2-1 - Music Review: DISCIPLE - My Daddy Can Whip Your Daddy12-1 - Music Review: DISCIPLE - My Daddy Can Whip Your Daddy2

DISCIPLE
My Daddy Can Whip Your Daddy
Warner Bros.
1997

My Daddy Can Whip Your Daddy is an EP that Disciple released in 1997, their second one after What Was I Thinking?. This was my first initial exposure to the band, as the title track “My Daddy Can Whip Your Daddy” was included on one of the HM Magazine CD Samplers that came with the publication back in the day. I was impressed with the cut, as it seemed to have a nice heavy, Southern-fried hard metal vibe, harkening back to a time before the alternative flood of the 1990s drowned out heavy awesomeness for a while. Some time after that, I picked up the EP at a now long-defunct Christian bookstore in one of the “malls” in Omaha that is now technically a glorified flea market adjacent to a Sears and a Target, with a Barnes & Noble like a bulgy cancerous growth from the side. I digress.

All together, there are five songs on My Daddy Can Whip Your Daddy, with a nice diverse soundscape per song. It leads in with the title track, which is heavy, with a groove and hook that snags you immediately. Sure, the lyrics are what you would call “cheesy”, but they’re kinda fun, really. The next song, “Pharisee”, is a doomy, slow-paced, one would say “grunge” piece that’s heavy on the low end. Kind of Alice In Chains-ish, really. Pretty good. “Fill My Shoes” does get a bit heavy at times, but is more or less a mournful Grunge ballad, not too bad but not heavy in case you were looking for that. “Fall On Me” is a nice heavy rock track with a groove hook and a nice guitar riff. The final track, “Easter Bunny”, is really the one that sheds a preview of what was to come with the follow-up This Might Sting A Little; it’s a slamming hard rock bit with a heavy groove that gets under your skin.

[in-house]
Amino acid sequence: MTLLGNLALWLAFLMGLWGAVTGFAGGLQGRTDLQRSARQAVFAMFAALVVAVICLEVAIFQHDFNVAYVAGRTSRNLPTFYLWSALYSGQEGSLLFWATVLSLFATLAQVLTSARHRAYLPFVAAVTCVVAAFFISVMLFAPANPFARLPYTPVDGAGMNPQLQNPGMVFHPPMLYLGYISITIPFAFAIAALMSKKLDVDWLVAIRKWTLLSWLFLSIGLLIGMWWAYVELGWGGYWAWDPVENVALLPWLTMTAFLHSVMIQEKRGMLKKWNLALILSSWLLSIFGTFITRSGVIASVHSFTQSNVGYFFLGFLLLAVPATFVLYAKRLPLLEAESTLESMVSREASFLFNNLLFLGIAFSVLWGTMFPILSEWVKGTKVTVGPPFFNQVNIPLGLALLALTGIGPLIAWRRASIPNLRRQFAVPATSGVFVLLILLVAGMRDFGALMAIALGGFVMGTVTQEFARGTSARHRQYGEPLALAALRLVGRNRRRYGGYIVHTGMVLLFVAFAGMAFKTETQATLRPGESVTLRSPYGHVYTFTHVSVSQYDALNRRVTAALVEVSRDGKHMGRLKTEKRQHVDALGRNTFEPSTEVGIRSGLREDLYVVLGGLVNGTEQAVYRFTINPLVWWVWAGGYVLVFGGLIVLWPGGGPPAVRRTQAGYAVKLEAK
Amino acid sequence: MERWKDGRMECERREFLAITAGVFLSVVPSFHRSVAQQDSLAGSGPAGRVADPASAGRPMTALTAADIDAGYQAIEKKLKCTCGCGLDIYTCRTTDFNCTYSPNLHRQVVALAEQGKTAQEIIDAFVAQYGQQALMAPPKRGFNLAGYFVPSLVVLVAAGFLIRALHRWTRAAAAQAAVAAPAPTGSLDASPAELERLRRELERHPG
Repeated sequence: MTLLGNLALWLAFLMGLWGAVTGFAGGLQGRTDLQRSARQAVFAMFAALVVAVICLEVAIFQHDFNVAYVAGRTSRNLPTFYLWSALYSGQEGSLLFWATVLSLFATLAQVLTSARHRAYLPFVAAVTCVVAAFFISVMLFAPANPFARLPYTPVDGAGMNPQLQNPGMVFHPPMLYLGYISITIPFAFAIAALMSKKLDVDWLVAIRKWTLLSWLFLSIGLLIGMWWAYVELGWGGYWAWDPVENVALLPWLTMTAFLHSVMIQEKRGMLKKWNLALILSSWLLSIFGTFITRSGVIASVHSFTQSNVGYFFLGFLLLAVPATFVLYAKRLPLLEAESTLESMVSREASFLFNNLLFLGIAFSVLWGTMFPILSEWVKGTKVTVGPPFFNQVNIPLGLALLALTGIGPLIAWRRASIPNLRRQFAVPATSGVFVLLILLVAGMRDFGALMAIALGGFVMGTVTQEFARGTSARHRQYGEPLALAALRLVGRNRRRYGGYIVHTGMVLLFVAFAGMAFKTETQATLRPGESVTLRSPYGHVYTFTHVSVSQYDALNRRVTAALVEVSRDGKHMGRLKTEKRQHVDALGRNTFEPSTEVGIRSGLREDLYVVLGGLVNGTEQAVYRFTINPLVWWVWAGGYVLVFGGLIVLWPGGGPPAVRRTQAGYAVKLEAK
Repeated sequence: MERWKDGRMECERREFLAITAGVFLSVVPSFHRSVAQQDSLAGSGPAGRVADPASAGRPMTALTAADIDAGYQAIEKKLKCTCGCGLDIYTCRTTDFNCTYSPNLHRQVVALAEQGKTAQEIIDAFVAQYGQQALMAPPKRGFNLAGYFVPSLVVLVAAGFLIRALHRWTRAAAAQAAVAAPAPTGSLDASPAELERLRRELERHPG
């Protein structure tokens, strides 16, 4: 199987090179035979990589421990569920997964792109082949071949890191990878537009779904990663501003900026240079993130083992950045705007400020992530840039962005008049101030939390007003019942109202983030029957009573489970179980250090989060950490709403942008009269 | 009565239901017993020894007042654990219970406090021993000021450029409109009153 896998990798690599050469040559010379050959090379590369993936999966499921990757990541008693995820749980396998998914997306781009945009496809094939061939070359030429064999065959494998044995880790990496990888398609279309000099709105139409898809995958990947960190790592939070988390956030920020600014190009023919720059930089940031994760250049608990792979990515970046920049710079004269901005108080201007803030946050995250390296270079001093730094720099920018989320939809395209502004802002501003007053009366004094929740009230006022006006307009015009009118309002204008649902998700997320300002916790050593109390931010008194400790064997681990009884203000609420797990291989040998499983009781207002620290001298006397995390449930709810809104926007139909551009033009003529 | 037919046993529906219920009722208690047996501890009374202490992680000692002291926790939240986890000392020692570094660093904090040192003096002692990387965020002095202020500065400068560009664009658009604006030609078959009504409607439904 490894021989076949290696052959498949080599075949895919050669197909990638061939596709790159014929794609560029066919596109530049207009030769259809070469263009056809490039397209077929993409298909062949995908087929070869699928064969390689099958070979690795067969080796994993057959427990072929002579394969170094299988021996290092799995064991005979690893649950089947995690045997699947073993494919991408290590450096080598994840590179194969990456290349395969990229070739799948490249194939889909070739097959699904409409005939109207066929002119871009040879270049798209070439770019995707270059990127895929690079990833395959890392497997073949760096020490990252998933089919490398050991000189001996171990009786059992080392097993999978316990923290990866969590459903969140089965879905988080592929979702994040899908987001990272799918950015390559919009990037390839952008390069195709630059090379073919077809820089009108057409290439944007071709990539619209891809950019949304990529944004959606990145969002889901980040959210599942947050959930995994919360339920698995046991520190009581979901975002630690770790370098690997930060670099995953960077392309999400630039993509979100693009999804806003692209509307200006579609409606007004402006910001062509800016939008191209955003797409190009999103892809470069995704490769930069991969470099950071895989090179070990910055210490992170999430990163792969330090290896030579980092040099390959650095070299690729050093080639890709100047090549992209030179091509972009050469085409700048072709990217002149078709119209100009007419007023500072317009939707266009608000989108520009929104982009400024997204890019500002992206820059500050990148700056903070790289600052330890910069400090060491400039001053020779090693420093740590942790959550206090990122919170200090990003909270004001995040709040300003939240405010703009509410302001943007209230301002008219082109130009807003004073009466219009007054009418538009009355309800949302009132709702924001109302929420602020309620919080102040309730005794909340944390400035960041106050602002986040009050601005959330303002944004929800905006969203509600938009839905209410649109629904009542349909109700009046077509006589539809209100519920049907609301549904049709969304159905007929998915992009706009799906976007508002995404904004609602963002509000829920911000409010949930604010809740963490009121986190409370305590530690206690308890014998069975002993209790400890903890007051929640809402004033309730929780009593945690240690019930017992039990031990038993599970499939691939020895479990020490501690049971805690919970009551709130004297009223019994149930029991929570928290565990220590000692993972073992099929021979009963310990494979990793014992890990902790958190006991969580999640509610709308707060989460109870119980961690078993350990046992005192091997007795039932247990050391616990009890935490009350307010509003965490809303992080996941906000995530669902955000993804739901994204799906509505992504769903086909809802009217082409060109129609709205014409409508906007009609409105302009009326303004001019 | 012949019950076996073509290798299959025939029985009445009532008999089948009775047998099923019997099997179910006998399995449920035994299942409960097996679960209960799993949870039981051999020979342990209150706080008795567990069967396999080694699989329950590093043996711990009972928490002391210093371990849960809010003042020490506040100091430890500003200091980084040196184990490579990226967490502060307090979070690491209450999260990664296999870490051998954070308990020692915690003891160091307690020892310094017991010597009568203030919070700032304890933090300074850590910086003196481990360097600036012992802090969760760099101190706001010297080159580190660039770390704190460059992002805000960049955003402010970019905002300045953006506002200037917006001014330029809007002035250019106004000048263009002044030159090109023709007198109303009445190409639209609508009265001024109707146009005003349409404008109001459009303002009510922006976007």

Overall, I would say My Daddy Can Whip Your Daddy is, for the most part, a nice EP of Alice In Chains-inspired hard and heavy rock, with some flirtation with the Southern-fried metal that was to come after this one. They didn’t last on the Warner label beyond this release, for some reason, which may have been for the better really. There are also two cover versions, the first one being the one where the band members seem to be aping a popular Nirvana band pic, which was the version I initially bought back in 1999. The other one…eh, not really enthusiastic about that. I had to buy a download that featured that particular cover, so I re-tagged the files with the original cover. But, that’s besides the point. With the whole 90s nostalgia beginning to heat up, it’s worth a look-see.

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